Ensuring a Fair and Equitable Division of Assets During Divorce
No couple expects their marriage will end in divorce when they first get married. The beginning of a marriage is a typically a time of peak trust and solidarity, with spouses willingly assuming the roles believed to contribute to a happy and successful union, “Until death do us part.” However, it is important for both spouses to understand their rights, especially when it comes to ownership of the assets they have acquired over the course of their marriage.
Even in a society that is gradually becoming less gendered in matters of economic opportunity, it is still common for one spouse to assume the role of income earner, and the other the role of stay-at-home parent. In such an arrangement, a knowledge gap may come to exist with regard to the marriage’s income, assets, liabilities, investments, and other financial information, with the income-earning spouse handling most financial matters and the stay-at-home parent focused on crucial parenting responsibilities, such as the education, healthcare, nutrition, and transport of the children.
When the unthinkable happens and the marriage ends divorce, the stay-at-home parent must suddenly close this financial knowledge gap, prepare for life as both a parent and manager of finances, and ensure that …
Uncovering Hidden Assets During Divorce
Illinois law requires the equitable distribution of all marital property in the event of divorce. Equitable distribution is, under state law, the fair and just division of marital property. Importantly, a fair and just division is not necessarily an equal division. Besides employment-based income, earnings from investments must also be analyzed, as well as benefits from pensions and other sources. Liabilities (e.g. debt) are also subject to equitable distribution.
In all matters, both parties are obligated to be fully transparent regarding income, assets, liabilities, and other financial matters during a divorce. If you have reason to believe that your spouse is lacking in transparency with regard to their complete financial picture during your divorce, an experienced divorce attorney will work to compel the discovery of income and hidden assets.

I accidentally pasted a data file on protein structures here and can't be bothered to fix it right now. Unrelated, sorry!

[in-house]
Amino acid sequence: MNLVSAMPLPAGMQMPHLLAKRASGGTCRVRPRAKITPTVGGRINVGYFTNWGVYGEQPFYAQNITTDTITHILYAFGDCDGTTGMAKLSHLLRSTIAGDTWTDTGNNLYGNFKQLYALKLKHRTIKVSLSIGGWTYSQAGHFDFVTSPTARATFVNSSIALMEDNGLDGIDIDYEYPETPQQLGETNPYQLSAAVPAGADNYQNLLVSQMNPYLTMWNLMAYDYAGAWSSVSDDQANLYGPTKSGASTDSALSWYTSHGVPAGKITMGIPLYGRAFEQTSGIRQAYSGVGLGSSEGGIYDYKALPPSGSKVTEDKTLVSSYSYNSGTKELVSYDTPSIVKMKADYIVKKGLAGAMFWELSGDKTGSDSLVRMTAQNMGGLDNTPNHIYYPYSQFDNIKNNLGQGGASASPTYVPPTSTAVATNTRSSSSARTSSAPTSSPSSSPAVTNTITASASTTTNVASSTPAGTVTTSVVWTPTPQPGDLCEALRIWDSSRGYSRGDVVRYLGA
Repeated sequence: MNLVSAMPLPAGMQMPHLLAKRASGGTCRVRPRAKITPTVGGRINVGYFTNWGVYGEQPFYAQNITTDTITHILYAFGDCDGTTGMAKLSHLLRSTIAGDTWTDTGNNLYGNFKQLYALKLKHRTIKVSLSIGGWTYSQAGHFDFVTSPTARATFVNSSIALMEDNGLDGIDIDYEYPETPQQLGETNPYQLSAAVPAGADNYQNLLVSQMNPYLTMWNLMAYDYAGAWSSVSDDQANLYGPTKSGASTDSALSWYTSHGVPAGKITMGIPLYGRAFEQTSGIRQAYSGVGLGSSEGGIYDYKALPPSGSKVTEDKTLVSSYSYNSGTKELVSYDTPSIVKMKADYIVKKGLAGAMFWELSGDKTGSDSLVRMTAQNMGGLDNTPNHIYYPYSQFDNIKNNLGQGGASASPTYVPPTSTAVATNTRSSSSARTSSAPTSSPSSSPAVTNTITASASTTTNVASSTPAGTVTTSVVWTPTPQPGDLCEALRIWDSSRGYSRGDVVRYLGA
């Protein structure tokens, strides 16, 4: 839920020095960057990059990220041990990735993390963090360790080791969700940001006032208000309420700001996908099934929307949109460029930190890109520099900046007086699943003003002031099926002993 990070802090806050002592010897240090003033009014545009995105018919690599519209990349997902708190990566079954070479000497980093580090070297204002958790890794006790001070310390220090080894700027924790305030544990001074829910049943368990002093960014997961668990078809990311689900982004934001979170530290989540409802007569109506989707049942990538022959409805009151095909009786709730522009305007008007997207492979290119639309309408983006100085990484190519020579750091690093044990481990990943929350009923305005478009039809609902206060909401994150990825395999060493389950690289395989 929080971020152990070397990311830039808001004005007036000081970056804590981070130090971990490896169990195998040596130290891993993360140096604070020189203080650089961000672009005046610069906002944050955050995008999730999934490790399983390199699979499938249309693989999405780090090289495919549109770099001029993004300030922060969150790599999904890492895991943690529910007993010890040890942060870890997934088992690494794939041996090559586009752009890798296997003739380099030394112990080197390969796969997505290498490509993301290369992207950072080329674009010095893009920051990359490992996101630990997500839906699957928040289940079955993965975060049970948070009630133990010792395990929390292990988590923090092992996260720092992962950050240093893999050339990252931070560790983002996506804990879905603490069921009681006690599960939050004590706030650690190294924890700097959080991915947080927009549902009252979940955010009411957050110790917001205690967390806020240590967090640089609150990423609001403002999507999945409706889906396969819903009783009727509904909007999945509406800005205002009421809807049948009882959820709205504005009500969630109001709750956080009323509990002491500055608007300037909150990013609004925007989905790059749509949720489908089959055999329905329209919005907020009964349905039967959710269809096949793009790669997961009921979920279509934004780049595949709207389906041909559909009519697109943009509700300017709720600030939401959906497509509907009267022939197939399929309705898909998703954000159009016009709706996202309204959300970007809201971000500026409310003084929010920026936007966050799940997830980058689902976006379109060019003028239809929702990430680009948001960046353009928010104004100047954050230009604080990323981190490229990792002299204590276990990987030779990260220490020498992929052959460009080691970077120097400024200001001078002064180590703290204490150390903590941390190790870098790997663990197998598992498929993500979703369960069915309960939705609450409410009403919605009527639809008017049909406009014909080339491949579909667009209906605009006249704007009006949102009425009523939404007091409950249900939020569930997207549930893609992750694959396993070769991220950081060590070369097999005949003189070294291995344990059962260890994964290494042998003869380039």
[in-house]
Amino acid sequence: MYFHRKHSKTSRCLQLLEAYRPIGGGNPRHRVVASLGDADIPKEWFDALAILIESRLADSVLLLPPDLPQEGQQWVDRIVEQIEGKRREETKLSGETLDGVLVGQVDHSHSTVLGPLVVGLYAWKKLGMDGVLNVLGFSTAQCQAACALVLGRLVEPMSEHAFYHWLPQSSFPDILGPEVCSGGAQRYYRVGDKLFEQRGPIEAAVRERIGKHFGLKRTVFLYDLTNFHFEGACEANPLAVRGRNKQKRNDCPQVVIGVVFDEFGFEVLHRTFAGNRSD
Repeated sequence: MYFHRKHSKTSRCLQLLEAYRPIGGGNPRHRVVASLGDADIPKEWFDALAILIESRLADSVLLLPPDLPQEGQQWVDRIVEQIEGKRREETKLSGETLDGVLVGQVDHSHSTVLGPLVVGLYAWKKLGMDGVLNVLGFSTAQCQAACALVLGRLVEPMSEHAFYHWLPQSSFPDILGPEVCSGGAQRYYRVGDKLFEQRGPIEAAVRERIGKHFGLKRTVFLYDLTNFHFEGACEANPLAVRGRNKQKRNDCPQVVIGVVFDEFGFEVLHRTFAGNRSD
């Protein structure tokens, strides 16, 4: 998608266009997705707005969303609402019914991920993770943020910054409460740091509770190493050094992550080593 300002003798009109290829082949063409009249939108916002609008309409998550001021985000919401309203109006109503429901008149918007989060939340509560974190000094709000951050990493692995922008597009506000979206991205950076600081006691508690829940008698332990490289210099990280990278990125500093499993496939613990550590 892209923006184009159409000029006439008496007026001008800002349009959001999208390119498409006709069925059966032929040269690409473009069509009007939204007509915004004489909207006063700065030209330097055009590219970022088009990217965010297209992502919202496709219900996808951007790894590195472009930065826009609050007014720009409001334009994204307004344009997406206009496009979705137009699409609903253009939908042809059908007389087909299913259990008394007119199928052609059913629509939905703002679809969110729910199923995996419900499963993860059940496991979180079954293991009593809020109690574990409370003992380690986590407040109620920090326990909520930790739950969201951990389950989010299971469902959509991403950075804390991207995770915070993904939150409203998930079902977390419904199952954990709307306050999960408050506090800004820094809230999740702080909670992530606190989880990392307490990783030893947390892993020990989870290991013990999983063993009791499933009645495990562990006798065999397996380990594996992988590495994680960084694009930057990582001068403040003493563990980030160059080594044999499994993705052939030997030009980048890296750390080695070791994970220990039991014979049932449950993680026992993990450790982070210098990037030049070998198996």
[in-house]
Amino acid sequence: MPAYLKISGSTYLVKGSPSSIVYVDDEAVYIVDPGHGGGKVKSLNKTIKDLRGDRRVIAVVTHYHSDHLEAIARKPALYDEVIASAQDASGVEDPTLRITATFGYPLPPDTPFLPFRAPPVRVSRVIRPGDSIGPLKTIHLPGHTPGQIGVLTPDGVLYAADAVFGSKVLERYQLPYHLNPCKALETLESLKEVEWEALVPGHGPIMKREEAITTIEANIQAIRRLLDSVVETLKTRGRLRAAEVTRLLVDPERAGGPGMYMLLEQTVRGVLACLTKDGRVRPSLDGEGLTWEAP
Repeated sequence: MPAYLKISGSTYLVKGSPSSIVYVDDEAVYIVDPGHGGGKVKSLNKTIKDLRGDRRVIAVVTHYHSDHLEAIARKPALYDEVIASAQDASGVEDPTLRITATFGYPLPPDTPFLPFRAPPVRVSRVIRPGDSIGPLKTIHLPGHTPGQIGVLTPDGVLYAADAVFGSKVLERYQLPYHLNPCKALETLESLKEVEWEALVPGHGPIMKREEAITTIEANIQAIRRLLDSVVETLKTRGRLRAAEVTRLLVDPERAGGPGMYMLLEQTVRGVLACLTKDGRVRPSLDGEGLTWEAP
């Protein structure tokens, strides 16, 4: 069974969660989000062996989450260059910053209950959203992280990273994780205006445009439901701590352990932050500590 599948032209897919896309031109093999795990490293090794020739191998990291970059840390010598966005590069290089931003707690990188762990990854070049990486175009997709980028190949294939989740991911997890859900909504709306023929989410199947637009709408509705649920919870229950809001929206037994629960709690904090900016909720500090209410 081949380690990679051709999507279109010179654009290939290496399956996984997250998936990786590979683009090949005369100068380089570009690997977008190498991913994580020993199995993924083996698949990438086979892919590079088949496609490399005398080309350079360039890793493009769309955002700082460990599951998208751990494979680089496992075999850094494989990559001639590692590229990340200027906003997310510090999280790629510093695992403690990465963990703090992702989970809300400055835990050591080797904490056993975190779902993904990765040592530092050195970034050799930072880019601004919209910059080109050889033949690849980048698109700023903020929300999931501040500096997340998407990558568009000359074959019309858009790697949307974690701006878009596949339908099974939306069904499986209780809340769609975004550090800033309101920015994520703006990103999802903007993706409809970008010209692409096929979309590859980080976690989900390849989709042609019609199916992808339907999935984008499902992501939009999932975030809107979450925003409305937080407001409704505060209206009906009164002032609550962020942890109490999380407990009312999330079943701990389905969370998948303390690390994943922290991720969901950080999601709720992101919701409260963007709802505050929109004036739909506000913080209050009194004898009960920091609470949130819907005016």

Means By Which a Spouse May Attempt to Hide Assets
It is upsetting to learn, but there are several ways a spouse may be attempting to hide income or other financial assets. Once it is clear that the marriage will end in divorce, a spouse may attempt to defer income, including bonuses and promotions, so that it is received after the process of equitable distribution. Estate planning resources, such as …
Equitable Distribution of Marital Property in an Illinois Divorce
Divorce is common, an outcome dissolving between 40 and 60% of marriages in the United States. Importantly, the laws governing divorce are state-specific, meaning that, if you were married in Illinois, live in Illinois, and will divorce in Illinois, it will be Illinois law that applies to the division of marital property. When dividing property during divorce, Illinois law utilizes a principle of “equitable distribution.”
Equitable distribution demands that all marital property – property acquired by either spouse while married – be divided fairly and equitably. Importantly, however, “fairly and equitably” does not necessarily equate to “equally.” Rather, the courts will attempt to divide property in a fair and just manner.
Marital Property May Include More Than You Realize
Cash, cars, and houses are three items that may spring to mind when contemplating the assets of a marriage. However, marital property often contains a far greater diversity of assets (and, in many cases, liabilities such as credit card debts) than a bank balance, residence, and means of transportation.
To get an idea of other assets that may be considered marital property, think of the full picture of your employment-related income and benefits for the year 2017. Besides a paycheck, …
A Certified Illinois Mediator Can Help Resolve Issues During Divorce
Divorce is a difficult matter. If you have gone through a divorce or are currently in the midst of the divorce process, you know this truth all too well. Besides the emotional toll of a divorce, there are numerous complexities associated with the dissolution of a marriage. If there are dependent children involved, the issue of parental responsibilities and parenting time is of primary importance and one that becomes challenging to solve if one parent has moved or intends to move to a different state or country. Courts, as they should, consider the best interests of the child when crafting an order to allocate parental responsibilities – a calculus that can drastically alter parenting plans.
Whether or not the responsibility for dependent children is an issue in your divorce, property division almost certainly will be. Your primary residence, any secondary properties, vehicles, personal belongings, and items of sentimental value will likely be at issue as you and your spouse cease to live under the same roof. Dividing this property can be difficult, especially with regard to items that cannot easily be split in half. When division gets difficult, a certified Illinois mediator can prove invaluable in helping divorcing spouses to …